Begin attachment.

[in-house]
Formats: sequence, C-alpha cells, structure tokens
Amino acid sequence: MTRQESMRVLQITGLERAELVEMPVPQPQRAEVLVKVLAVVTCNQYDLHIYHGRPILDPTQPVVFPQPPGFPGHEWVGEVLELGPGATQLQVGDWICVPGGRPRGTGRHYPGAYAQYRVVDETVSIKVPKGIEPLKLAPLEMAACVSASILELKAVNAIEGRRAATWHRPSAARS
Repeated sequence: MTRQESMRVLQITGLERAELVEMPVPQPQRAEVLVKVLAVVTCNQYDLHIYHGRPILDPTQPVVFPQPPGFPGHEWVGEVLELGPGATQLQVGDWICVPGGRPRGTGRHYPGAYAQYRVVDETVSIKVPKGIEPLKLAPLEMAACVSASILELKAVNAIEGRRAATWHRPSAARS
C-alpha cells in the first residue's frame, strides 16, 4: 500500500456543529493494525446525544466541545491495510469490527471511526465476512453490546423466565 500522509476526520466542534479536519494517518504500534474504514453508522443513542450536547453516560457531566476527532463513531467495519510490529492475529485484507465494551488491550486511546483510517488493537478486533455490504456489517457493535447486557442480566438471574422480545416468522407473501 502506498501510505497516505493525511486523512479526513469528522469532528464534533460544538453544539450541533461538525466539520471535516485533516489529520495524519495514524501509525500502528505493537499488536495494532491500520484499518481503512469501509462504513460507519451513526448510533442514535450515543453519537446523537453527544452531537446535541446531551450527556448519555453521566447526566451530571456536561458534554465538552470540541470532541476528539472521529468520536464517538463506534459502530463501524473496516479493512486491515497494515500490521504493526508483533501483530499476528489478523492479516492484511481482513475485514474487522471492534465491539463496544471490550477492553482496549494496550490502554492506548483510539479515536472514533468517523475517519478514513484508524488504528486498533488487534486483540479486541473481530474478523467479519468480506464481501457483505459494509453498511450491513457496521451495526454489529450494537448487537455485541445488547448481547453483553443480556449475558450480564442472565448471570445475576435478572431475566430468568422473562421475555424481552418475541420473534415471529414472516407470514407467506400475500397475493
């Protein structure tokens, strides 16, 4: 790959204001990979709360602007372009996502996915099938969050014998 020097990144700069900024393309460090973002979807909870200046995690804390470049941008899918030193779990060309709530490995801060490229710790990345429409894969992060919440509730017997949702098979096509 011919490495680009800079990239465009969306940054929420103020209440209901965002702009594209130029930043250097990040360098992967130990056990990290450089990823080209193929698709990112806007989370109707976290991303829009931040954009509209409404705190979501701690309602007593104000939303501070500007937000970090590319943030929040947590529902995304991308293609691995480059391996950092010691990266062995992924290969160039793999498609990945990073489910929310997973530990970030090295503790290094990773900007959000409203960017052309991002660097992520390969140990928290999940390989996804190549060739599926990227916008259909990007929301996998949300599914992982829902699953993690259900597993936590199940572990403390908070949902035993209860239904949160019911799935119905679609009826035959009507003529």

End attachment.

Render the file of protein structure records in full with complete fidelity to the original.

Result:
[in-house]
Formats: sequence, C-alpha cells, structure tokens
Amino acid sequence: MTRQESMRVLQITGLERAELVEMPVPQPQRAEVLVKVLAVVTCNQYDLHIYHGRPILDPTQPVVFPQPPGFPGHEWVGEVLELGPGATQLQVGDWICVPGGRPRGTGRHYPGAYAQYRVVDETVSIKVPKGIEPLKLAPLEMAACVSASILELKAVNAIEGRRAATWHRPSAARS
Repeated sequence: MTRQESMRVLQITGLERAELVEMPVPQPQRAEVLVKVLAVVTCNQYDLHIYHGRPILDPTQPVVFPQPPGFPGHEWVGEVLELGPGATQLQVGDWICVPGGRPRGTGRHYPGAYAQYRVVDETVSIKVPKGIEPLKLAPLEMAACVSASILELKAVNAIEGRRAATWHRPSAARS
C-alpha cells in the first residue's frame, strides 16, 4: 500500500456543529493494525446525544466541545491495510469490527471511526465476512453490546423466565 500522509476526520466542534479536519494517518504500534474504514453508522443513542450536547453516560457531566476527532463513531467495519510490529492475529485484507465494551488491550486511546483510517488493537478486533455490504456489517457493535447486557442480566438471574422480545416468522407473501 502506498501510505497516505493525511486523512479526513469528522469532528464534533460544538453544539450541533461538525466539520471535516485533516489529520495524519495514524501509525500502528505493537499488536495494532491500520484499518481503512469501509462504513460507519451513526448510533442514535450515543453519537446523537453527544452531537446535541446531551450527556448519555453521566447526566451530571456536561458534554465538552470540541470532541476528539472521529468520536464517538463506534459502530463501524473496516479493512486491515497494515500490521504493526508483533501483530499476528489478523492479516492484511481482513475485514474487522471492534465491539463496544471490550477492553482496549494496550490502554492506548483510539479515536472514533468517523475517519478514513484508524488504528486498533488487534486483540479486541473481530474478523467479519468480506464481501457483505459494509453498511450491513457496521451495526454489529450494537448487537455485541445488547448481547453483553443480556449475558450480564442472565448471570445475576435478572431475566430468568422473562421475555424481552418475541420473534415471529414472516407470514407467506400475500397475493
């Protein structure tokens, strides 16, 4: 790959204001990979709360602007372009996502996915099938969050014998 020097990144700069900024393309460090973002979807909870200046995690804390470049941008899918030193779990060309709530490995801060490229710790990345429409894969992060919440509730017997949702098979096509 011919490495680009800079990239465009969306940054929420103020209440209901965002702009594209130029930043250097990040360098992967130990056990990290450089990823080209193929698709990112806007989370109707976290991303829009931040954009509209409404705190979501701690309602007593104000939303501070500007937000970090590319943030929040947590529902995304991308293609691995480059391996950092010691990266062995992924290969160039793999498609990945990073489910929310997973530990970030090295503790290094990773900007959000409203960017052309991002660097992520390969140990928290999940390989996804190549060739599926990227916008259909990007929301996998949300599914992982829902699953993690259900597993936590199940572990403390908070949902035993209860239904949160019911799935119905679609009826035959009507003529």